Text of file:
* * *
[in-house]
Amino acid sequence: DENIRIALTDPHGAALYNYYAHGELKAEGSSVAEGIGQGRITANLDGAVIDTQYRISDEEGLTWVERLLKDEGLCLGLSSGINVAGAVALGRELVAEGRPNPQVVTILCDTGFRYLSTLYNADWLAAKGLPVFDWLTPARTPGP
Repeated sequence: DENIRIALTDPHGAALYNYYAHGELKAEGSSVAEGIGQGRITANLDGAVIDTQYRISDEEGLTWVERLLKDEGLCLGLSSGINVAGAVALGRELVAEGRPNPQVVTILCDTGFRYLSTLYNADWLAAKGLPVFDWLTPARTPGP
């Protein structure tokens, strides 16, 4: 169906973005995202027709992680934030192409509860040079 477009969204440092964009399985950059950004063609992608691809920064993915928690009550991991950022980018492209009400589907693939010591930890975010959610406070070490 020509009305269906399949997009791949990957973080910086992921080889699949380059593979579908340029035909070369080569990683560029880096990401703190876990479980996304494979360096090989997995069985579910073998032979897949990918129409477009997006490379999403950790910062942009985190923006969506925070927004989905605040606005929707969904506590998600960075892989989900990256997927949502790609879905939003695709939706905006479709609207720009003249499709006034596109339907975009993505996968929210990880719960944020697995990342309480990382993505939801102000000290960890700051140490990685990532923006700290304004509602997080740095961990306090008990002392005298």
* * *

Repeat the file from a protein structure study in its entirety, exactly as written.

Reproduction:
[in-house]
Amino acid sequence: DENIRIALTDPHGAALYNYYAHGELKAEGSSVAEGIGQGRITANLDGAVIDTQYRISDEEGLTWVERLLKDEGLCLGLSSGINVAGAVALGRELVAEGRPNPQVVTILCDTGFRYLSTLYNADWLAAKGLPVFDWLTPARTPGP
Repeated sequence: DENIRIALTDPHGAALYNYYAHGELKAEGSSVAEGIGQGRITANLDGAVIDTQYRISDEEGLTWVERLLKDEGLCLGLSSGINVAGAVALGRELVAEGRPNPQVVTILCDTGFRYLSTLYNADWLAAKGLPVFDWLTPARTPGP
């Protein structure tokens, strides 16, 4: 169906973005995202027709992680934030192409509860040079 477009969204440092964009399985950059950004063609992608691809920064993915928690009550991991950022980018492209009400589907693939010591930890975010959610406070070490 020509009305269906399949997009791949990957973080910086992921080889699949380059593979579908340029035909070369080569990683560029880096990401703190876990479980996304494979360096090989997995069985579910073998032979897949990918129409477009997006490379999403950790910062942009985190923006969506925070927004989905605040606005929707969904506590998600960075892989989900990256997927949502790609879905939003695709939706905006479709609207720009003249499709006034596109339907975009993505996968929210990880719960944020697995990342309480990382993505939801102000000290960890700051140490990685990532923006700290304004509602997080740095961990306090008990002392005298």